Wednesday, October 27, 2010

Hope versus expectation

We all know how badly most psychiatry does "hope," especially for those with a "serious mental illness" label. They speak about the person in hushed tones, as if he or she has already died. They talk about quality of life (what a downer) and social assistance (another downer). This rubs off on the parents and anybody else who is supposed to somehow wake up every day and put on their party face for their relative.

The word "hope" can also sound negative to sensitive types like me. It can sound like the person saying it is struggling with the doubt that hope is only a remote possibility for some but not for all ("There's always hope!")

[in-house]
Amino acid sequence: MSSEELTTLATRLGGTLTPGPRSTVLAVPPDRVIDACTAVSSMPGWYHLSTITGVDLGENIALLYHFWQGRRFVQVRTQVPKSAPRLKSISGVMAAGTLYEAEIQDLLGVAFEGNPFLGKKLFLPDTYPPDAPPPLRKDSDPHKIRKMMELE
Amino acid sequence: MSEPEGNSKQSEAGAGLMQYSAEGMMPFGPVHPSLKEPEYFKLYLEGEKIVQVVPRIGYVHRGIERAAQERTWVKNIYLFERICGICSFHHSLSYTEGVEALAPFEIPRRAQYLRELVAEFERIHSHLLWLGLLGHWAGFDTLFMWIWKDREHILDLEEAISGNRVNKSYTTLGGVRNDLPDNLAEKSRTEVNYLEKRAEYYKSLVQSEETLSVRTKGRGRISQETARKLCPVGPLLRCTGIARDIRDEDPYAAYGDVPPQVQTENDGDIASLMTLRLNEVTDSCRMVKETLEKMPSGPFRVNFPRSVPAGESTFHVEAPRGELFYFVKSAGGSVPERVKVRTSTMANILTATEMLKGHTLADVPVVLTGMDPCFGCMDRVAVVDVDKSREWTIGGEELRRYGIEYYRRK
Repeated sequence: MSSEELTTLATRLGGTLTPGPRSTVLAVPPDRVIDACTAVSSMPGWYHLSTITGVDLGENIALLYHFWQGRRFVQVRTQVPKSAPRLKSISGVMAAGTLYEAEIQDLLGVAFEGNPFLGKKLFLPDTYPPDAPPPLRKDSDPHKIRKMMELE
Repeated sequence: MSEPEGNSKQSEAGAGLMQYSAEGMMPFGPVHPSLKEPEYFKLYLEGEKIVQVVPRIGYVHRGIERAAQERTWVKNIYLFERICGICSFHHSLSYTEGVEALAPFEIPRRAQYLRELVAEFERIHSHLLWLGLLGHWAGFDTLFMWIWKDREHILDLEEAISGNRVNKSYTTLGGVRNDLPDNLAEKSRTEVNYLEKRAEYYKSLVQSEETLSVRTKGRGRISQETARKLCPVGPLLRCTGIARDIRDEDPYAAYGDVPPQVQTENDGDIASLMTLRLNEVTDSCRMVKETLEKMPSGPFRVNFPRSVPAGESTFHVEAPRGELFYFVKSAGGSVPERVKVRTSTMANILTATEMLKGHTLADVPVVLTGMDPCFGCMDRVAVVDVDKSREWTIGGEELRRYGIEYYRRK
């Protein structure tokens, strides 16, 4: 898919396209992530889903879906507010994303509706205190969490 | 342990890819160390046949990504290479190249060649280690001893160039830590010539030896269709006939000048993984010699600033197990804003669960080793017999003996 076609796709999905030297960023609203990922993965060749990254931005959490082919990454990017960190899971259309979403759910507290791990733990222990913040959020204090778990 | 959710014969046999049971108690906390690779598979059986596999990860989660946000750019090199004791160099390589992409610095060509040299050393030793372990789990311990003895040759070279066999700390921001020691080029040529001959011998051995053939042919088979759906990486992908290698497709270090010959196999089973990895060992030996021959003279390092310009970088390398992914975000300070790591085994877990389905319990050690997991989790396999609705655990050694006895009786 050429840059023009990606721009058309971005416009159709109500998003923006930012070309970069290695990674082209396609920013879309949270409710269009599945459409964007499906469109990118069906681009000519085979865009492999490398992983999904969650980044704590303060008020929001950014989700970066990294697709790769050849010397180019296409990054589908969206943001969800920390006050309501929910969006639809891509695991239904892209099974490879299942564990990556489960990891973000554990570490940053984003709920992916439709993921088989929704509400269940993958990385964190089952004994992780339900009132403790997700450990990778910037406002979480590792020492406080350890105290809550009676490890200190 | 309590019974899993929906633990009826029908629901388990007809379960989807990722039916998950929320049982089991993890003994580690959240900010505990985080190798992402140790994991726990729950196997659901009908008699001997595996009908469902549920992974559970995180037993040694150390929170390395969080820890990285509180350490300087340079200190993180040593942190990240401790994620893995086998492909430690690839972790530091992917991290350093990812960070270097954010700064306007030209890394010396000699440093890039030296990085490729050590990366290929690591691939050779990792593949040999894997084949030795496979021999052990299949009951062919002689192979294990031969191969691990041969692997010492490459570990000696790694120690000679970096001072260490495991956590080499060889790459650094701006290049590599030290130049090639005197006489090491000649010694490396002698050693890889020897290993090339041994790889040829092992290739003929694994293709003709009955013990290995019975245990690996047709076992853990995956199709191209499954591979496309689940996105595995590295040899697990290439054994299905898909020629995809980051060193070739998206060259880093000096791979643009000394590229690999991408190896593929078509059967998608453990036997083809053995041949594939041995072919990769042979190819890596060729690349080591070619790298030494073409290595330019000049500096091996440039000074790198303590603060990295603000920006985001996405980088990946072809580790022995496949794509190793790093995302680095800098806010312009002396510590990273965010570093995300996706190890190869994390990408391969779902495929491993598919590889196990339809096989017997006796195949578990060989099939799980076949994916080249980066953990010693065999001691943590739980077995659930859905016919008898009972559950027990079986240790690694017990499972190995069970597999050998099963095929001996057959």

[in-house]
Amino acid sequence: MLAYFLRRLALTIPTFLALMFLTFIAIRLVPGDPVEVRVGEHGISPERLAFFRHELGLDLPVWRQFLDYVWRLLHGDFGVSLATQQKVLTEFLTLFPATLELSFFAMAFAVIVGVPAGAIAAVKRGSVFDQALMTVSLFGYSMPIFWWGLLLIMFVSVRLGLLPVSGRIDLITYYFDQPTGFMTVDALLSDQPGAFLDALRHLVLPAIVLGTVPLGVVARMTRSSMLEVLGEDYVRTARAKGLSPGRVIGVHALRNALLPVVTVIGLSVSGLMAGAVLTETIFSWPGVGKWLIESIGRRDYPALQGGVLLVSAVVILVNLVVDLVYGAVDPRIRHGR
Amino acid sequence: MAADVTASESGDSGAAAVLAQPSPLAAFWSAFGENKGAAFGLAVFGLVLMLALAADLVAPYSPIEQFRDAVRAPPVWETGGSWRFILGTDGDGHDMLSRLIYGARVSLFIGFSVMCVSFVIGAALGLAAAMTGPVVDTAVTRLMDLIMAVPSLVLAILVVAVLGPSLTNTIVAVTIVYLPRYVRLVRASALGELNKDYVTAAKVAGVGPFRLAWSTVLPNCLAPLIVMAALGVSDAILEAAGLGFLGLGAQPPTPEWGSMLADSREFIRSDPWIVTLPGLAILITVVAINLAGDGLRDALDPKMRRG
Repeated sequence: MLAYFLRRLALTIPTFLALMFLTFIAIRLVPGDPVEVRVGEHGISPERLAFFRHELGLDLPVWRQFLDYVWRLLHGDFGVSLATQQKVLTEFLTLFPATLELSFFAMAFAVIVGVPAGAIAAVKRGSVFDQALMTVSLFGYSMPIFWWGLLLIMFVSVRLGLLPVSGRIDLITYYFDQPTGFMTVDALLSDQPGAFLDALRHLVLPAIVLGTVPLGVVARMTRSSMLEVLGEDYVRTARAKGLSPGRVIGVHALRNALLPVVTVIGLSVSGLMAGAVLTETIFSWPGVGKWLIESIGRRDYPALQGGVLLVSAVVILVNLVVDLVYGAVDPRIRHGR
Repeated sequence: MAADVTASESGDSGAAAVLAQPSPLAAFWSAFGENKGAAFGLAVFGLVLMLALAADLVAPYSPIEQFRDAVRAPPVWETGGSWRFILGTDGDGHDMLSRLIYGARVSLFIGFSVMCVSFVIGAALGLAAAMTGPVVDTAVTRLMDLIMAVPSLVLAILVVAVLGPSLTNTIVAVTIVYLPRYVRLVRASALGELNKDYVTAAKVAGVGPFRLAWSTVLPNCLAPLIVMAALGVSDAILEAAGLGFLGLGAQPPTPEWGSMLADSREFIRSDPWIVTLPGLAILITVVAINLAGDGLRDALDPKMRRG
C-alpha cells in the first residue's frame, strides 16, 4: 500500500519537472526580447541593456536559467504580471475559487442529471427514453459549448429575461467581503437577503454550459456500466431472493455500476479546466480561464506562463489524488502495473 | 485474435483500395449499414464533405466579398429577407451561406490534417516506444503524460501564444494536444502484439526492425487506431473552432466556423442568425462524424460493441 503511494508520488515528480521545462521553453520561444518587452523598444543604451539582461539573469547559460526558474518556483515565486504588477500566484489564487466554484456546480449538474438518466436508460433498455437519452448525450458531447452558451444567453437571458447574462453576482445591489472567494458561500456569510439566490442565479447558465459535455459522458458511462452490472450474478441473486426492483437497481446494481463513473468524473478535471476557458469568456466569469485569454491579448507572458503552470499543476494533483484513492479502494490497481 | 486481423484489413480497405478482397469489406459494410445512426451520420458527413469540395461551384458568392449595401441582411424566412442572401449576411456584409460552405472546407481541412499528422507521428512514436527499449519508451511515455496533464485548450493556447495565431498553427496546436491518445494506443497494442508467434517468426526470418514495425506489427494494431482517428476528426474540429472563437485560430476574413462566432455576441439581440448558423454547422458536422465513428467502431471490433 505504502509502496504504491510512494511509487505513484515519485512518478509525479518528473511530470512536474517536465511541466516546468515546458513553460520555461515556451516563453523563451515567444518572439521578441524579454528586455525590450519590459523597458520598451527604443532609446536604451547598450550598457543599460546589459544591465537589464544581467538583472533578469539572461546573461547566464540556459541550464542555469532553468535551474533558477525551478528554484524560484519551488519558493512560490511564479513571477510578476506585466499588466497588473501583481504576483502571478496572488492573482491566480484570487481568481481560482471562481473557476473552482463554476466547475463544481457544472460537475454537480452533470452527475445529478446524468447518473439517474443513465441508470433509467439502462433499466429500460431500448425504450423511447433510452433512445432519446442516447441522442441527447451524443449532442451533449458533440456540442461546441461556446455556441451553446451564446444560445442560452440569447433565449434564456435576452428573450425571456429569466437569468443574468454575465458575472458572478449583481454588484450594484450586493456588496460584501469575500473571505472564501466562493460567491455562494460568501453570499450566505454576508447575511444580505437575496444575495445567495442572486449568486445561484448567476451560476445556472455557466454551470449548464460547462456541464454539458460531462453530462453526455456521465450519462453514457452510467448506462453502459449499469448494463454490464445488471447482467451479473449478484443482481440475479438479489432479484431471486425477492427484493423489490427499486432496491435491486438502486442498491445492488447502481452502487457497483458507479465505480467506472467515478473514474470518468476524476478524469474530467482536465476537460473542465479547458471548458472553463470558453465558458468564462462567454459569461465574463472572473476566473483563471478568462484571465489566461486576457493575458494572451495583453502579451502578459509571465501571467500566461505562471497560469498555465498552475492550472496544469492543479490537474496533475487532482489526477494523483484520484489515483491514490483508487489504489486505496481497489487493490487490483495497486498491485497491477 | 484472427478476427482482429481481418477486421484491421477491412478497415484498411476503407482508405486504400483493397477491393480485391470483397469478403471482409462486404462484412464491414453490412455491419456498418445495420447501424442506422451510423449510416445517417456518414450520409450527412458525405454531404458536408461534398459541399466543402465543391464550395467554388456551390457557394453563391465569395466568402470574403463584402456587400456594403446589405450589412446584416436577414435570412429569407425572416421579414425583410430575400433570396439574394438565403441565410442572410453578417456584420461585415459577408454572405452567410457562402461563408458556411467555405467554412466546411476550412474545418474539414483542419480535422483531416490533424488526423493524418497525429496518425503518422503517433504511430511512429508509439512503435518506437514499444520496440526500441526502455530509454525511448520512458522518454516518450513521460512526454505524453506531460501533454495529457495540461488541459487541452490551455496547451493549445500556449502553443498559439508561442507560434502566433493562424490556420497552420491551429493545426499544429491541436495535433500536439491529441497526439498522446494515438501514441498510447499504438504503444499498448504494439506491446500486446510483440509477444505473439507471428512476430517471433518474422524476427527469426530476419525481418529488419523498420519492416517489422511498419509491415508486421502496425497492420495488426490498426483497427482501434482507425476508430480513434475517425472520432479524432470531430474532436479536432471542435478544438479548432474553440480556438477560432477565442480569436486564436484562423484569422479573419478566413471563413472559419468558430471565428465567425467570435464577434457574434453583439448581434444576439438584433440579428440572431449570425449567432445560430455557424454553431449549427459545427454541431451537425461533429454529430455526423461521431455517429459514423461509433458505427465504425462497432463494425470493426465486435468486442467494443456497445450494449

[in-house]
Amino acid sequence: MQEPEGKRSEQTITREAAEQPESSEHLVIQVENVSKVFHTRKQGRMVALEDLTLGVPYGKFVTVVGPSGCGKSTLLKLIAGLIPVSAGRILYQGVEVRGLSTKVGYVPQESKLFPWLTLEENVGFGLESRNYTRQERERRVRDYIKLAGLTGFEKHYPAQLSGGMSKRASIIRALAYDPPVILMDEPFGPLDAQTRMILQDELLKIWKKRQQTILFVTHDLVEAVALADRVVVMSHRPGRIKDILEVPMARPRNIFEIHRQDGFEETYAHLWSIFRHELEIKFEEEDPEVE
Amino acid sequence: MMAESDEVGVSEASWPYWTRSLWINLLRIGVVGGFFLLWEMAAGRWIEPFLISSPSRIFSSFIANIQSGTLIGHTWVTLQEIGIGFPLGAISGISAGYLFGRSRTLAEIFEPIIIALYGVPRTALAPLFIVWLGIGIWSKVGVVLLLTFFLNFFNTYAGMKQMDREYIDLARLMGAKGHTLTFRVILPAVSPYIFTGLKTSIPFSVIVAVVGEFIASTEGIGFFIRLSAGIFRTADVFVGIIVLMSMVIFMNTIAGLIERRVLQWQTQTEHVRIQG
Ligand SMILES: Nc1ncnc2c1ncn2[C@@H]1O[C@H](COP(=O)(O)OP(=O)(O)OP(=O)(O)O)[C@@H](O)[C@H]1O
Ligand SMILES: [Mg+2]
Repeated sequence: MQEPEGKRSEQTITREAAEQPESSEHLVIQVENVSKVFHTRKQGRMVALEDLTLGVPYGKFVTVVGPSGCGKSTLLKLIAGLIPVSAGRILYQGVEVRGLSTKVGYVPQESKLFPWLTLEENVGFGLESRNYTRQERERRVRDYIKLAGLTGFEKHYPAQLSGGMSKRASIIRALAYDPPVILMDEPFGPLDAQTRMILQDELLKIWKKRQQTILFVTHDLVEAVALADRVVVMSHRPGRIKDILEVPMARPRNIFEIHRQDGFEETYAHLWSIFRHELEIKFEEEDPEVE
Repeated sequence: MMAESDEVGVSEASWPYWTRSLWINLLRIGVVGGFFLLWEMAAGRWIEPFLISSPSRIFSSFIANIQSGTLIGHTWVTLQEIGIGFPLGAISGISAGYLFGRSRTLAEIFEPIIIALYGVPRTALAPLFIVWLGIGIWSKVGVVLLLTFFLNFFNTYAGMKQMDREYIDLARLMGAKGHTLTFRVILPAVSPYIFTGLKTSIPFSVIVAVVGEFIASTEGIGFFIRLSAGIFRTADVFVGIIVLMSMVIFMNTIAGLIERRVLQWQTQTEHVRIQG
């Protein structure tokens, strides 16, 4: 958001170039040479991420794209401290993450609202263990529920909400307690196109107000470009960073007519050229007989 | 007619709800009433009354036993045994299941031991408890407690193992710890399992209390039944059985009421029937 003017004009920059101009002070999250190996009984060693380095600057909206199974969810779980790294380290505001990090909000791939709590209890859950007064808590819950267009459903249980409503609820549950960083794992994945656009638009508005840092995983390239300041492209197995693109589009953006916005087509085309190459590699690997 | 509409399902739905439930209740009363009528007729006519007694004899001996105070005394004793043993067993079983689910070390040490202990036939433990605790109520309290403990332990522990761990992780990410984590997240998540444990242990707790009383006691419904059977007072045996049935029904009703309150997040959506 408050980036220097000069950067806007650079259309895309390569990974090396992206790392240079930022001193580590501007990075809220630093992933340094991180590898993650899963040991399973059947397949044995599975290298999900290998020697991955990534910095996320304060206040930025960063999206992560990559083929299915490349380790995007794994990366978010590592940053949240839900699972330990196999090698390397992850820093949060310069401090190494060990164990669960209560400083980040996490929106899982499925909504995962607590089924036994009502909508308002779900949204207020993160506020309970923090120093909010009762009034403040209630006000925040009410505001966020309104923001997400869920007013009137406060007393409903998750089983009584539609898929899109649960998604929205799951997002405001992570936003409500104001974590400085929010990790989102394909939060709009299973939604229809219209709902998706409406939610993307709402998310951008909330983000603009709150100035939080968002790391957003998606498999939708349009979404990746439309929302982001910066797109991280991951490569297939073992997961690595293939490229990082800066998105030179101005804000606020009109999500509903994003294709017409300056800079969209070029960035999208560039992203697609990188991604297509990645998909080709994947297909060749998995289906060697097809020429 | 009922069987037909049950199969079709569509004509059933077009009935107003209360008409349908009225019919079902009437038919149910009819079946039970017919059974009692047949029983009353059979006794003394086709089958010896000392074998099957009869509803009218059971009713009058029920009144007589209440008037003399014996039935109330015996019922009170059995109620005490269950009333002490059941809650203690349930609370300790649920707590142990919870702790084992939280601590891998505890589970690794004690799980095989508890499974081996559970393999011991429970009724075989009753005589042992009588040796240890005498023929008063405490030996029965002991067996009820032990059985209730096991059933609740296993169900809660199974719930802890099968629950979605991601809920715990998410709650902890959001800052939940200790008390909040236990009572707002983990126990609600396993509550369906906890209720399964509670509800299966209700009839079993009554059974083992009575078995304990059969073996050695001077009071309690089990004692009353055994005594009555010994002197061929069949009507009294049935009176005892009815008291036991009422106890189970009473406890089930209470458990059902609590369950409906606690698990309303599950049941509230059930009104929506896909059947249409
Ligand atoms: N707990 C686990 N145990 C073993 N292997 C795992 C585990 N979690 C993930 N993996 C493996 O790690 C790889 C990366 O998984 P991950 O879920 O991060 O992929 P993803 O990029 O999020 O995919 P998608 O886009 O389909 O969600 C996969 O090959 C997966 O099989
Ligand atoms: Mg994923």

Why don't we substitute the word "expectation" for "hope," as in "You are fully expected to get well." This is not at all far fetched, judging from all the people I've been meeting on this blog and reading about elsewhere, who got well. Many of them say that what kept them unwell for quite a while was in part lack of hope and the diminished expectations of those around them.

"Expect" rather than just "hope."

1 comment:

  1. "I don't actually believe in hope. I think, hope is a very very very very bad thing. Because hope, what it really means, what it really is, is a longing for a future condition over which I have no agency." -Derrick Jensen.

    I agree. Expectation is a lot better to have.


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